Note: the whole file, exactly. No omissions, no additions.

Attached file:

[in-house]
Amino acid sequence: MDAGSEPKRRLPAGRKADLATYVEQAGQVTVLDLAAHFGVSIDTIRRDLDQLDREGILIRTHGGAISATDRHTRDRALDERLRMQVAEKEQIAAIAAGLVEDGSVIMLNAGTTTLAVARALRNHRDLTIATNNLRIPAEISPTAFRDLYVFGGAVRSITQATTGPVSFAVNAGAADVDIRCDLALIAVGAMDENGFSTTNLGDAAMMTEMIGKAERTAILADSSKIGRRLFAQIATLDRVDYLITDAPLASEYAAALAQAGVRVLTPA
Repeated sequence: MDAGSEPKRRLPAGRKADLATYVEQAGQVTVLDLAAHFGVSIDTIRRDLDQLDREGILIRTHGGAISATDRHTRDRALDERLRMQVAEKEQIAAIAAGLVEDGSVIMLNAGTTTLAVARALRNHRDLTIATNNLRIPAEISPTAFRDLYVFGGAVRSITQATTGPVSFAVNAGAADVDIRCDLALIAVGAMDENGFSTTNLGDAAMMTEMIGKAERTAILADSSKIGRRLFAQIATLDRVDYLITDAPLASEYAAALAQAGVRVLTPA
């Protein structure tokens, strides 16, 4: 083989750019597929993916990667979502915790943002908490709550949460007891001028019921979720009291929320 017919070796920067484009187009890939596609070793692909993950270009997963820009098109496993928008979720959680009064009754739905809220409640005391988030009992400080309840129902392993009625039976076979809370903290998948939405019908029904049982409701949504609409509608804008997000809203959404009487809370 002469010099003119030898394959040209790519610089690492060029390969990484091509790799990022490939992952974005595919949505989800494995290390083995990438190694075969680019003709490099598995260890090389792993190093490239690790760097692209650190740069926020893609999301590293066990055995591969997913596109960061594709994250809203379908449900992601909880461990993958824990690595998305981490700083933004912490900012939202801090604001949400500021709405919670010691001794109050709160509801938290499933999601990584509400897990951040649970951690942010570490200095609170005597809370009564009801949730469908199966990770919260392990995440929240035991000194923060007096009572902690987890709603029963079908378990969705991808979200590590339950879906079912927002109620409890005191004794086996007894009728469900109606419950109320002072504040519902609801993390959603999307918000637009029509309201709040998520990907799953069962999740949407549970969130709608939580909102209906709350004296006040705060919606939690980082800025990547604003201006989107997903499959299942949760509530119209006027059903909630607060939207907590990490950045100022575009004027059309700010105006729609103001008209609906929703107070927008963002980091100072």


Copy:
[in-house]
Amino acid sequence: MDAGSEPKRRLPAGRKADLATYVEQAGQVTVLDLAAHFGVSIDTIRRDLDQLDREGILIRTHGGAISATDRHTRDRALDERLRMQVAEKEQIAAIAAGLVEDGSVIMLNAGTTTLAVARALRNHRDLTIATNNLRIPAEISPTAFRDLYVFGGAVRSITQATTGPVSFAVNAGAADVDIRCDLALIAVGAMDENGFSTTNLGDAAMMTEMIGKAERTAILADSSKIGRRLFAQIATLDRVDYLITDAPLASEYAAALAQAGVRVLTPA
Repeated sequence: MDAGSEPKRRLPAGRKADLATYVEQAGQVTVLDLAAHFGVSIDTIRRDLDQLDREGILIRTHGGAISATDRHTRDRALDERLRMQVAEKEQIAAIAAGLVEDGSVIMLNAGTTTLAVARALRNHRDLTIATNNLRIPAEISPTAFRDLYVFGGAVRSITQATTGPVSFAVNAGAADVDIRCDLALIAVGAMDENGFSTTNLGDAAMMTEMIGKAERTAILADSSKIGRRLFAQIATLDRVDYLITDAPLASEYAAALAQAGVRVLTPA
């Protein structure tokens, strides 16, 4: 083989750019597929993916990667979502915790943002908490709550949460007891001028019921979720009291929320 017919070796920067484009187009890939596609070793692909993950270009997963820009098109496993928008979720959680009064009754739905809220409640005391988030009992400080309840129902392993009625039976076979809370903290998948939405019908029904049982409701949504609409509608804008997000809203959404009487809370 002469010099003119030898394959040209790519610089690492060029390969990484091509790799990022490939992952974005595919949505989800494995290390083995990438190694075969680019003709490099598995260890090389792993190093490239690790760097692209650190740069926020893609999301590293066990055995591969997913596109960061594709994250809203379908449900992601909880461990993958824990690595998305981490700083933004912490900012939202801090604001949400500021709405919670010691001794109050709160509801938290499933999601990584509400897990951040649970951690942010570490200095609170005597809370009564009801949730469908199966990770919260392990995440929240035991000194923060007096009572902690987890709603029963079908378990969705991808979200590590339950879906079912927002109620409890005191004794086996007894009728469900109606419950109320002072504040519902609801993390959603999307918000637009029509309201709040998520990907799953069962999740949407549970969130709608939580909102209906709350004296006040705060919606939690980082800025990547604003201006989107997903499959299942949760509530119209006027059903909630607060939207907590990490950045100022575009004027059309700010105006729609103001008209609906929703107070927008963002980091100072």